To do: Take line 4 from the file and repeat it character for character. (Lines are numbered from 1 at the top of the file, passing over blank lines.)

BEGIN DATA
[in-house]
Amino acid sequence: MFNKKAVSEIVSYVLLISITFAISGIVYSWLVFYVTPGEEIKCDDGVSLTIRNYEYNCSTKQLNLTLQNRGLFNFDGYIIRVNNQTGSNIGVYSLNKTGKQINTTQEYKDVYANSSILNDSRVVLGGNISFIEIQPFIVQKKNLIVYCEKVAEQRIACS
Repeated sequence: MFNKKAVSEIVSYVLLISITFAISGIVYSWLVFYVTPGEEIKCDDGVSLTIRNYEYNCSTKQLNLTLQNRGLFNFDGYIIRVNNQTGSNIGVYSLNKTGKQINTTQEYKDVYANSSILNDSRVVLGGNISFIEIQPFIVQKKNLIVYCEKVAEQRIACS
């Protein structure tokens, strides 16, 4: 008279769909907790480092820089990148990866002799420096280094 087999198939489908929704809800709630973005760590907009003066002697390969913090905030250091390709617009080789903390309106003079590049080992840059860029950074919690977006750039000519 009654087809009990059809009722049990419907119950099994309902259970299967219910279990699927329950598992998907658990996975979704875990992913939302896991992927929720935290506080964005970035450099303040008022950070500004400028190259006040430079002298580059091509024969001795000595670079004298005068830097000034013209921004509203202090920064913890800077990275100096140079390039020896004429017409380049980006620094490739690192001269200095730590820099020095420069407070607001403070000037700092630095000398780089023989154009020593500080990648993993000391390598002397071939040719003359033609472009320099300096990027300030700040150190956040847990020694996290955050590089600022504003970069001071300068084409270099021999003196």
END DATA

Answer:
């Protein structure tokens, strides 16, 4: 008279769909907790480092820089990148990866002799420096280094 087999198939489908929704809800709630973005760590907009003066002697390969913090905030250091390709617009080789903390309106003079590049080992840059860029950074919690977006750039000519 009654087809009990059809009722049990419907119950099994309902259970299967219910279990699927329950598992998907658990996975979704875990992913939302896991992927929720935290506080964005970035450099303040008022950070500004400028190259006040430079002298580059091509024969001795000595670079004298005068830097000034013209921004509203202090920064913890800077990275100096140079390039020896004429017409380049980006620094490739690192001269200095730590820099020095420069407070607001403070000037700092630095000398780089023989154009020593500080990648993993000391390598002397071939040719003359033609472009320099300096990027300030700040150190956040847990020694996290955050590089600022504003970069001071300068084409270099021999003196």